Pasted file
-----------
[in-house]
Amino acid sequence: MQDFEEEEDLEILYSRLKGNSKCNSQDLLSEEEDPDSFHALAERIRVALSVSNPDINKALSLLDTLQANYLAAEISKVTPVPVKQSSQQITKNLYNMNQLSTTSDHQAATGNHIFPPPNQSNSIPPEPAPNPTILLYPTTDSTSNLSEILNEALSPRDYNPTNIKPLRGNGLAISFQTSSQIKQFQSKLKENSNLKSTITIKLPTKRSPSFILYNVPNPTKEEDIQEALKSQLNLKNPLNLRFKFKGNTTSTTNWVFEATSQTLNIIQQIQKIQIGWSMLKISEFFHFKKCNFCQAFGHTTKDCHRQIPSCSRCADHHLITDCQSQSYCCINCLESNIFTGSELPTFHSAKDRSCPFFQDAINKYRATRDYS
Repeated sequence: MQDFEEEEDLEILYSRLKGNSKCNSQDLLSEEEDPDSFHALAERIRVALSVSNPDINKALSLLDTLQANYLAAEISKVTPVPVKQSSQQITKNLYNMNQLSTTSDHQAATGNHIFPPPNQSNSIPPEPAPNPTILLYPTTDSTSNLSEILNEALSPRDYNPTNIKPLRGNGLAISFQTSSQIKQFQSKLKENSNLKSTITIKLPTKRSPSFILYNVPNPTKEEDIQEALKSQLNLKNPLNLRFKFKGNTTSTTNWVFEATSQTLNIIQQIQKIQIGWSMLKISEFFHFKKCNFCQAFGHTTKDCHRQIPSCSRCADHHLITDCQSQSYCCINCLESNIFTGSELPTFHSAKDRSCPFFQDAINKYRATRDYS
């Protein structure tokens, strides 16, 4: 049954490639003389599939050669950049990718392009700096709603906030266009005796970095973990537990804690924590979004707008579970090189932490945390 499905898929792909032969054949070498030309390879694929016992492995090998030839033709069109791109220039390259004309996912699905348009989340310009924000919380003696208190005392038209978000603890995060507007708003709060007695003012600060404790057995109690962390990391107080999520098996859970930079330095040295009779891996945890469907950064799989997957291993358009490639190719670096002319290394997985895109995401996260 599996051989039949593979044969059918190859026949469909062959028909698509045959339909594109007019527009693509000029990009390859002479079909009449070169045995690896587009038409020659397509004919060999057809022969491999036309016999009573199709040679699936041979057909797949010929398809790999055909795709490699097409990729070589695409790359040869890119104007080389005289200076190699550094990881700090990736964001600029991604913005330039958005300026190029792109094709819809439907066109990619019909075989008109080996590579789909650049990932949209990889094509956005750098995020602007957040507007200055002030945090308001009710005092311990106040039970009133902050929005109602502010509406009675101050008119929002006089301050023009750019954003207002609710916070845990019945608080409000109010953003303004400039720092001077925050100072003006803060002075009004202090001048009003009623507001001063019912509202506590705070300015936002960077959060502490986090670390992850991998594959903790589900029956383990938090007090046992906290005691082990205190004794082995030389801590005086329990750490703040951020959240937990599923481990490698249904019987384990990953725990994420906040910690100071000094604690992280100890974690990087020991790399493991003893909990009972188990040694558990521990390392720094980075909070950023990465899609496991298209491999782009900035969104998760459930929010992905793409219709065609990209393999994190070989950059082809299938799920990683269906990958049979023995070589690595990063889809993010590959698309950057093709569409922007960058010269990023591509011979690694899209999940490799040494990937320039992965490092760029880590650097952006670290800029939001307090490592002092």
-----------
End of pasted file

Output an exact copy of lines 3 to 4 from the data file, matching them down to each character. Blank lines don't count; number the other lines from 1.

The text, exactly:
Repeated sequence: MQDFEEEEDLEILYSRLKGNSKCNSQDLLSEEEDPDSFHALAERIRVALSVSNPDINKALSLLDTLQANYLAAEISKVTPVPVKQSSQQITKNLYNMNQLSTTSDHQAATGNHIFPPPNQSNSIPPEPAPNPTILLYPTTDSTSNLSEILNEALSPRDYNPTNIKPLRGNGLAISFQTSSQIKQFQSKLKENSNLKSTITIKLPTKRSPSFILYNVPNPTKEEDIQEALKSQLNLKNPLNLRFKFKGNTTSTTNWVFEATSQTLNIIQQIQKIQIGWSMLKISEFFHFKKCNFCQAFGHTTKDCHRQIPSCSRCADHHLITDCQSQSYCCINCLESNIFTGSELPTFHSAKDRSCPFFQDAINKYRATRDYS
């Protein structure tokens, strides 16, 4: 049954490639003389599939050669950049990718392009700096709603906030266009005796970095973990537990804690924590979004707008579970090189932490945390 499905898929792909032969054949070498030309390879694929016992492995090998030839033709069109791109220039390259004309996912699905348009989340310009924000919380003696208190005392038209978000603890995060507007708003709060007695003012600060404790057995109690962390990391107080999520098996859970930079330095040295009779891996945890469907950064799989997957291993358009490639190719670096002319290394997985895109995401996260 599996051989039949593979044969059918190859026949469909062959028909698509045959339909594109007019527009693509000029990009390859002479079909009449070169045995690896587009038409020659397509004919060999057809022969491999036309016999009573199709040679699936041979057909797949010929398809790999055909795709490699097409990729070589695409790359040869890119104007080389005289200076190699550094990881700090990736964001600029991604913005330039958005300026190029792109094709819809439907066109990619019909075989008109080996590579789909650049990932949209990889094509956005750098995020602007957040507007200055002030945090308001009710005092311990106040039970009133902050929005109602502010509406009675101050008119929002006089301050023009750019954003207002609710916070845990019945608080409000109010953003303004400039720092001077925050100072003006803060002075009004202090001048009003009623507001001063019912509202506590705070300015936002960077959060502490986090670390992850991998594959903790589900029956383990938090007090046992906290005691082990205190004794082995030389801590005086329990750490703040951020959240937990599923481990490698249904019987384990990953725990994420906040910690100071000094604690992280100890974690990087020991790399493991003893909990009972188990040694558990521990390392720094980075909070950023990465899609496991298209491999782009900035969104998760459930929010992905793409219709065609990209393999994190070989950059082809299938799920990683269906990958049979023995070589690595990063889809993010590959698309950057093709569409922007960058010269990023591509011979690694899209999940490799040494990937320039992965490092760029880590650097952006670290800029939001307090490592002092």